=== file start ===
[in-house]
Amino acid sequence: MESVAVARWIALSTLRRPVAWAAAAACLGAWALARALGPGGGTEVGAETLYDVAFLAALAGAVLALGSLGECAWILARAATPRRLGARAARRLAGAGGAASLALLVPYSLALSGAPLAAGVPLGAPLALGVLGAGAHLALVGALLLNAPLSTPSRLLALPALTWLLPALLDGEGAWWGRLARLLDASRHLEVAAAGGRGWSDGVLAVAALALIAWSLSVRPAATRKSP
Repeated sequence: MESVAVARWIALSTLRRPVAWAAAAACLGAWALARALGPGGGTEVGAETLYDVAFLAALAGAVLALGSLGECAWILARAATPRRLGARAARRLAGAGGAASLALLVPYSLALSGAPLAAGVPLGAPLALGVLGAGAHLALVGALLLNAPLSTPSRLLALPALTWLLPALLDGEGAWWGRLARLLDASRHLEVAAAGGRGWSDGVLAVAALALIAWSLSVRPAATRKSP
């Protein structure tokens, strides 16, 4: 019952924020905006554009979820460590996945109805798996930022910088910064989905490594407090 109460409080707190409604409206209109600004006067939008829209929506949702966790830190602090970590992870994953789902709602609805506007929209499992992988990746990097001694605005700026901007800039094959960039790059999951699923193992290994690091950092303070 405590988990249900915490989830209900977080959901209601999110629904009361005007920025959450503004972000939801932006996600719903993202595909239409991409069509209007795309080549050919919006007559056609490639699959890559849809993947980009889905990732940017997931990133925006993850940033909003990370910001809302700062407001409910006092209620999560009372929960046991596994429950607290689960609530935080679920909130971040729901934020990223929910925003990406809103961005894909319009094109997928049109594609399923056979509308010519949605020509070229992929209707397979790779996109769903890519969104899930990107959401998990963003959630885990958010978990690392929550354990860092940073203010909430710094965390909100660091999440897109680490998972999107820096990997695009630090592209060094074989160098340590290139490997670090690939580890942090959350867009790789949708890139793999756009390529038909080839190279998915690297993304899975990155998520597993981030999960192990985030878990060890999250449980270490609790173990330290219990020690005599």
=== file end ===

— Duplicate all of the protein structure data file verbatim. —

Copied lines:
[in-house]
Amino acid sequence: MESVAVARWIALSTLRRPVAWAAAAACLGAWALARALGPGGGTEVGAETLYDVAFLAALAGAVLALGSLGECAWILARAATPRRLGARAARRLAGAGGAASLALLVPYSLALSGAPLAAGVPLGAPLALGVLGAGAHLALVGALLLNAPLSTPSRLLALPALTWLLPALLDGEGAWWGRLARLLDASRHLEVAAAGGRGWSDGVLAVAALALIAWSLSVRPAATRKSP
Repeated sequence: MESVAVARWIALSTLRRPVAWAAAAACLGAWALARALGPGGGTEVGAETLYDVAFLAALAGAVLALGSLGECAWILARAATPRRLGARAARRLAGAGGAASLALLVPYSLALSGAPLAAGVPLGAPLALGVLGAGAHLALVGALLLNAPLSTPSRLLALPALTWLLPALLDGEGAWWGRLARLLDASRHLEVAAAGGRGWSDGVLAVAALALIAWSLSVRPAATRKSP
């Protein structure tokens, strides 16, 4: 019952924020905006554009979820460590996945109805798996930022910088910064989905490594407090 109460409080707190409604409206209109600004006067939008829209929506949702966790830190602090970590992870994953789902709602609805506007929209499992992988990746990097001694605005700026901007800039094959960039790059999951699923193992290994690091950092303070 405590988990249900915490989830209900977080959901209601999110629904009361005007920025959450503004972000939801932006996600719903993202595909239409991409069509209007795309080549050919919006007559056609490639699959890559849809993947980009889905990732940017997931990133925006993850940033909003990370910001809302700062407001409910006092209620999560009372929960046991596994429950607290689960609530935080679920909130971040729901934020990223929910925003990406809103961005894909319009094109997928049109594609399923056979509308010519949605020509070229992929209707397979790779996109769903890519969104899930990107959401998990963003959630885990958010978990690392929550354990860092940073203010909430710094965390909100660091999440897109680490998972999107820096990997695009630090592209060094074989160098340590290139490997670090690939580890942090959350867009790789949708890139793999756009390529038909080839190279998915690297993304899975990155998520597993981030999960192990985030878990060890999250449980270490609790173990330290219990020690005599």